Wednesday, January 11, 2006

Blog-erview with Peter Stangel

Peter Stangel coordinates bird conservation efforts for National Fish and Wildlife Foundation in Atlanta. He also writes the Conservation Corner department in each issue of WildBird and serves on the magazine's Advisory Board, providing timely and humorous advice about various topics.

Peter and I met in April 2002 but not at a birding event. He treated me to lunch during my visit to Atlanta, one destination in a two-week solo road trip from California in my 30-year-old car. He even consented to pose for photos with my rubber duck, Cortes.

Now, Peter has consented to participate as the inaugural interviewee in (what I hope will become) regular light-hearted "conversations" with WildBird contributors. Peter also deserves credit for creating the word "blog-erview" to describe a blog-published interview (c:

Without further ado:
Did a specific event/species encourage you to start birding?
I don't remember a particular event or species getting me started; I just seem to have been born with the interest.

There were, however, several people and events that stimulated my interest. John Kieran, an author and avid naturalist, showed me many good birds and plants when I was a young teen. I remember vividly that even though his vision was failing, he could identify everything by ear; that really encouraged me to learn more about bird song.

As a teen, I discovered two pretty rare birds for eastern Massachusetts, a Yellow-headed Blackbird and a Scissor-tailed Flycatcher. The attention that those two birds generated from other birders was pretty exciting!

Where do you like to bird most often?
In my yard. After that, the South Carolina coast, especially Huntington Beach State Park in the winter--great waterbirds. (Did you know that there's a Huntington Beach State Park in Southern California? It hosts endangered nesting Least Terns. -- Ed.)

Which species is your nemesis, the one that repeatedly eludes you?
Curlew Sandpiper. I've given up looking for them when they appear on the East Coast.

Do you consider yourself a "bird nerd," and why or why not?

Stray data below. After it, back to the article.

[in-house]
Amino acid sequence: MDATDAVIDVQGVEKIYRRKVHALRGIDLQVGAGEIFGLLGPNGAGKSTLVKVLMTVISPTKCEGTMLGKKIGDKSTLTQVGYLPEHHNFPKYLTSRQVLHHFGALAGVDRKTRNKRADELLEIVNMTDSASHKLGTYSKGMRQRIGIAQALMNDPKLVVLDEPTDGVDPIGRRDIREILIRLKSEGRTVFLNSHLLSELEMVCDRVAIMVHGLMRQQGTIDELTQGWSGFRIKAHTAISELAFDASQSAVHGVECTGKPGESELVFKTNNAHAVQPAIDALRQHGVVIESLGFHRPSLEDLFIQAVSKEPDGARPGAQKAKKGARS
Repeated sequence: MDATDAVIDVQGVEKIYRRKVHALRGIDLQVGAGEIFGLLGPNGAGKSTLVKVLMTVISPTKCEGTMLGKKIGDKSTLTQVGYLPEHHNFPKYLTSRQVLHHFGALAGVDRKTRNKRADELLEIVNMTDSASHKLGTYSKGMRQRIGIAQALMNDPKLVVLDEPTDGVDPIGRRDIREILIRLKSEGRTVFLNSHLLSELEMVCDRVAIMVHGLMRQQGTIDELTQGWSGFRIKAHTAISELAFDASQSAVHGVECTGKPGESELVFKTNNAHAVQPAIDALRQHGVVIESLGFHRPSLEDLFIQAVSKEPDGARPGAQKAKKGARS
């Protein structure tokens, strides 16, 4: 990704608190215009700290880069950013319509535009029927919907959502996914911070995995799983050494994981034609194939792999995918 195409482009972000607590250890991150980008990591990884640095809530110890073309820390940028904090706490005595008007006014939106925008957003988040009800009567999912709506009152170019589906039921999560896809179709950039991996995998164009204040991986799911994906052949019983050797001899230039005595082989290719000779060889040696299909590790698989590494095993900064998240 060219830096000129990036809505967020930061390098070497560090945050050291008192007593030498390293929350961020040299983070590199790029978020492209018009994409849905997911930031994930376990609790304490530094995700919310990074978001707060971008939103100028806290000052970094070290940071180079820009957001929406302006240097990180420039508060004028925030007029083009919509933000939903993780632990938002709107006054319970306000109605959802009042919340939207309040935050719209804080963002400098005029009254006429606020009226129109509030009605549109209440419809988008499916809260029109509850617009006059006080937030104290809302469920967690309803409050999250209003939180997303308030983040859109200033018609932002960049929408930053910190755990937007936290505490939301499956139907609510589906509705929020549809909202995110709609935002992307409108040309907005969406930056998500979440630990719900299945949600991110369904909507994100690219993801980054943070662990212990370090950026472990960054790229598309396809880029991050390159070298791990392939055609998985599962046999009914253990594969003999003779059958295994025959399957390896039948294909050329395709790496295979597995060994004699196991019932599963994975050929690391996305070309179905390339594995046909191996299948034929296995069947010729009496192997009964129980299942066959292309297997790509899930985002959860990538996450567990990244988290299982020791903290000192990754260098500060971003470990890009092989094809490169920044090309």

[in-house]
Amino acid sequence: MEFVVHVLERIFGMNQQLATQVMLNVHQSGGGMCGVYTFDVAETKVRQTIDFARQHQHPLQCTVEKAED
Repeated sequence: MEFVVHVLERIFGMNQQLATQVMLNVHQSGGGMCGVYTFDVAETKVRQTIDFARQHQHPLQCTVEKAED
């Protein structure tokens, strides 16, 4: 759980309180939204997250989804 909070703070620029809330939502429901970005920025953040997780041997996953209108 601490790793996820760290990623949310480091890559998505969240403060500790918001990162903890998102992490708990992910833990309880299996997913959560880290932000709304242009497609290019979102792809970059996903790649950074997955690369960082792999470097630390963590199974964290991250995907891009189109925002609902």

Hmmmm. I don' think so, but then others may disagree. I think of bird nerds as being reclusive and introverted.

Describe your dream birding trip: who, where, when, why, how long, which species.
I'd like to go to the arctic duing the early spring, when all the migrants are nesting. I'd like to take along President Bush and Vice President Cheney and share with them the beauty of the area. I'd really like to see some jaegers in their breeding plumage.

How do you feel about rubber ducks?
I was always a little uncomfortable with them until I saw the editor of WildBird being photographed with one. After that, they seemed OK.

What is your favorite birding book (other than a field guide) and why?
I enjoyed reading Eye of the Albatross by Carl Safina. Great story about these magnificent birds and how we nearly pushed them over the edge.

How do you encourage the next generation of birders?
Get them into the field looking at birds. It's also important for young people to know that birding is fun and cool. If they meet more birders who embody those traits, the more likely they are to get involved.

Which do you enjoy eating more: turkey, duck, chicken, quail?
Turkey, if it's smoked and moist.

Describe your worst birding experience.
Arriving at Bosque del Apache National Wildlife Refuge in New Mexico for several days of birding with a brand new spotting scope that had a loose lens that wouldn't focus.

Do you consider birding a social activity, and why?
Yes--because two-thirds of the fun for me is sharing birds with others. Birds are better when other people are around.


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